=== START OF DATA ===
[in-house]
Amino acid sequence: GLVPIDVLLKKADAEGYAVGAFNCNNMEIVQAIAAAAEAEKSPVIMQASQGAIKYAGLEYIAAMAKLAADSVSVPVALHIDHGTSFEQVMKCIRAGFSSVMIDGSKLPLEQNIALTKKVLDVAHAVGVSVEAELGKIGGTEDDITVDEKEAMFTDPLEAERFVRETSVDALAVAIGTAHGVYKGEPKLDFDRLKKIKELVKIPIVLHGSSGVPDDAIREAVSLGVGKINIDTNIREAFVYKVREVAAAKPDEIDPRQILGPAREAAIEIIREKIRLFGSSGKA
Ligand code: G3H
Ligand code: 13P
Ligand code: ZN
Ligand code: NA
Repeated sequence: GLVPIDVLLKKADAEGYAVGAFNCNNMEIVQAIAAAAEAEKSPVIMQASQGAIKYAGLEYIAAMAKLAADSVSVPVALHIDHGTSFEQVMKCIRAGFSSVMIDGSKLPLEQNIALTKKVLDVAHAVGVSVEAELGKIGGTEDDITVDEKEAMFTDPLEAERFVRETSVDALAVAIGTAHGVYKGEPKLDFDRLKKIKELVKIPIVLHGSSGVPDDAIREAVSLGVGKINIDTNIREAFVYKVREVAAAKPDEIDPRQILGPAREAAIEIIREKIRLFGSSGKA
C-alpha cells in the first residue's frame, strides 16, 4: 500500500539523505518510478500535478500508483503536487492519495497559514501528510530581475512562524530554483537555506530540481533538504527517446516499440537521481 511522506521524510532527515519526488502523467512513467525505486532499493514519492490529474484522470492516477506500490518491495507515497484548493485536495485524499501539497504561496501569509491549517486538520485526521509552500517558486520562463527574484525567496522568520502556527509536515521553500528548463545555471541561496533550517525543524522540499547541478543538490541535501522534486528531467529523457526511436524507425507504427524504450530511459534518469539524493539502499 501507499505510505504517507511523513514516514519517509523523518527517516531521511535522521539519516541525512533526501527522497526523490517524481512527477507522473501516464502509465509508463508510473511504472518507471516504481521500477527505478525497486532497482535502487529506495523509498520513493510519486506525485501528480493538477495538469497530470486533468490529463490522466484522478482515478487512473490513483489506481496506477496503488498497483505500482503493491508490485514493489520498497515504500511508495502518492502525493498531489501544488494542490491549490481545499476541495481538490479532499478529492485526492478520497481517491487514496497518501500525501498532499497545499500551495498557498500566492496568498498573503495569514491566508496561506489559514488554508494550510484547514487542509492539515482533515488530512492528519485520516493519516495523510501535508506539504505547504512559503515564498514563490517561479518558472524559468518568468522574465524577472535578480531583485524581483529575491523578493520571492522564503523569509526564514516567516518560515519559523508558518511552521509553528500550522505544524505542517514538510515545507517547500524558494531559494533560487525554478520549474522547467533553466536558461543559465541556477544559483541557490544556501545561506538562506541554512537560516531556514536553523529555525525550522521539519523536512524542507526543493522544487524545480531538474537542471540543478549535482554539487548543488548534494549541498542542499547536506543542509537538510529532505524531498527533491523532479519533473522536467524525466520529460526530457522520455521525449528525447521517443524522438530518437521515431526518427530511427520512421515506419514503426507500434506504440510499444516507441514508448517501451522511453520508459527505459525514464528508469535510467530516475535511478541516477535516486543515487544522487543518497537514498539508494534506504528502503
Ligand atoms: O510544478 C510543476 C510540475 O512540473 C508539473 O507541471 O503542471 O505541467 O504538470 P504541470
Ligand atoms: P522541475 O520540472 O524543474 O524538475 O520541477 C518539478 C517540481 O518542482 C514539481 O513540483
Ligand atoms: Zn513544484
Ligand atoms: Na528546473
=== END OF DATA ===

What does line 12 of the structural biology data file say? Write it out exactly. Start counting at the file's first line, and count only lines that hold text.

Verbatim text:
Ligand atoms: Na528546473